My spouse and I do this: automatic payments of a set dollar amount per week to a savings account. Joint credit card for most bills, paid out of savings account once a month. I contribute cash for most physical purchases due to sometimes receiving cash tips. He pays a specific bill every month. All groceries, booze, medical bills are shared. Random home purchases tend to be shared. Personal clothing and fun stuff, usually separate, unless we're shopping together and it's easier to ring up one pile of stuff. Works for us, somewhat.
I finished my 2013 taxes yesterday, and now I feel like I should be DONE with 1 thing. One damn 1 thing after another. I just want to curl in a very small ball. My 1 thing will be dishes/laundry. In many ways, it is 2 things, but alternative 1 things are still more arduous.
Right now I have some ominous shit going on where I'm getting cc'd on letters from my midwives' billing dept to my insurance company, begging to be reimbursed for some pretty standard prenatal testing, and replies from the insurance co where they say "medical review is required." Who will win??? Me, probably. Right? I am dragging my feet on calling to see if they will cover the AFP test, where they screen for neural tube defects like anencephaly and spina bifida. Like, most babies have closed spines and plenty of skull, right? The lab they used for the nuchal translucency test already sent me a bill directly. It is really frustrating.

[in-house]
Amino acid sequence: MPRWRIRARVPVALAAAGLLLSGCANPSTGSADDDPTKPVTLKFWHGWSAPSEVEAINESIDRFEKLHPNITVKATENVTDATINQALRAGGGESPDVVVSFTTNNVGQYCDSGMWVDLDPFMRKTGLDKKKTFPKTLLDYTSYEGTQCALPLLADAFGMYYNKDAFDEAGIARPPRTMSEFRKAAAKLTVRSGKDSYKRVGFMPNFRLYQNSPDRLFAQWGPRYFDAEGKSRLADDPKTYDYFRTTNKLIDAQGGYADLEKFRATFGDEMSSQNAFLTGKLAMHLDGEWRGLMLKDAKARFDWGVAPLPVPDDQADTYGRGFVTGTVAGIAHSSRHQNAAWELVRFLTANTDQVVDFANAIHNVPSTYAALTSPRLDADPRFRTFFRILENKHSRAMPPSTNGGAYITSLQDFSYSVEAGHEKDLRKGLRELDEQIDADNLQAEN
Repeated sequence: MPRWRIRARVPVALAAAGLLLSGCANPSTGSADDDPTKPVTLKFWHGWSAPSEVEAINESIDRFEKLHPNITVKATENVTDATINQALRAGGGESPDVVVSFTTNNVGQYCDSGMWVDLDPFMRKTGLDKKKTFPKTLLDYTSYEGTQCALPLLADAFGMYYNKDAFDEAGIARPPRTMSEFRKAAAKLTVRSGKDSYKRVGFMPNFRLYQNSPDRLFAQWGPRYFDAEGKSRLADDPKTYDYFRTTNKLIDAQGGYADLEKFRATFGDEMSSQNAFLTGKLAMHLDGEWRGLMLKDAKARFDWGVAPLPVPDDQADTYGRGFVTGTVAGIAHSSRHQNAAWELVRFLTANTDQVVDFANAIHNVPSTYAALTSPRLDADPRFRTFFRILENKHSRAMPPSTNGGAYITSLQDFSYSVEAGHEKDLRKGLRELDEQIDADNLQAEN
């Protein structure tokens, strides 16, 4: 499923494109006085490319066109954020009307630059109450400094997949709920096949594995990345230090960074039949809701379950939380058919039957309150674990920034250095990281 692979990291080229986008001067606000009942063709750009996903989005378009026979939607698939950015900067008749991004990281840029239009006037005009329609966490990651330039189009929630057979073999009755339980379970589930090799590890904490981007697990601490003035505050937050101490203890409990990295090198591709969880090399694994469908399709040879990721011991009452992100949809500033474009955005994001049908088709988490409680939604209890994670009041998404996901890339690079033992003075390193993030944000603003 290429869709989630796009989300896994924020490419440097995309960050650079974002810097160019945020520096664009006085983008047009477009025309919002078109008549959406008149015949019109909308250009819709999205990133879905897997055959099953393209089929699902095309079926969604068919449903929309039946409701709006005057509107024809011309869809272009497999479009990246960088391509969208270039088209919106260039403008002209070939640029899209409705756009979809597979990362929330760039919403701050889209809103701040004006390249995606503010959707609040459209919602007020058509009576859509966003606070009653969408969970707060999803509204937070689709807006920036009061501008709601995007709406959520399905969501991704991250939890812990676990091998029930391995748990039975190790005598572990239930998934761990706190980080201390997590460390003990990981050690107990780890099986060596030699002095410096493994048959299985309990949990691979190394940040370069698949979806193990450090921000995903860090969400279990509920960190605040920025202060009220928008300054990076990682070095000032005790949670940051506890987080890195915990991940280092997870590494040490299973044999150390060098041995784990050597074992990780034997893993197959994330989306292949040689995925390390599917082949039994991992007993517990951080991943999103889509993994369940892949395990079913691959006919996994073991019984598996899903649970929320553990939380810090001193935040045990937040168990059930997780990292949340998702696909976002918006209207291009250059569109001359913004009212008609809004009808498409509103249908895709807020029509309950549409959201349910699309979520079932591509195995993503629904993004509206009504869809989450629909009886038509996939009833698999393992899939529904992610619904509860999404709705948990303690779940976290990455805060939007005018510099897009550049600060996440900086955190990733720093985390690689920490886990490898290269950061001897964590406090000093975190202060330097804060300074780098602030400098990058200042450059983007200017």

Thanks for writing this.
Ooh, girl. I did derby for about 5 years. It was exhilarating and fun, and I made just about all my friends in this town, and my now-husband. I learned that it was possible for me to be athletic, and I learned a lot about committee work, and my own capabilities when it comes to planning big events with a lot of moving parts. I also went through a number of years being pretty bitter and regretful about the whole thing, because of the opportunity cost. If you're already well on track with your paid career, your experience is probably going to be different from my own, but as one lady with overdeveloped quad muscles to another, I say to you to be careful about setting boundaries with this sport, and be careful you're not pouring all your career energy into roller derby. Even if you're carefully skipping beers and t-shirts, don't let (for example) derby e-mail or whatever your league uses to communicate eat up your working hours. It's pissy and spoilery to go on like this, so I will say congratulations for finding a sport you love and finding your toughness.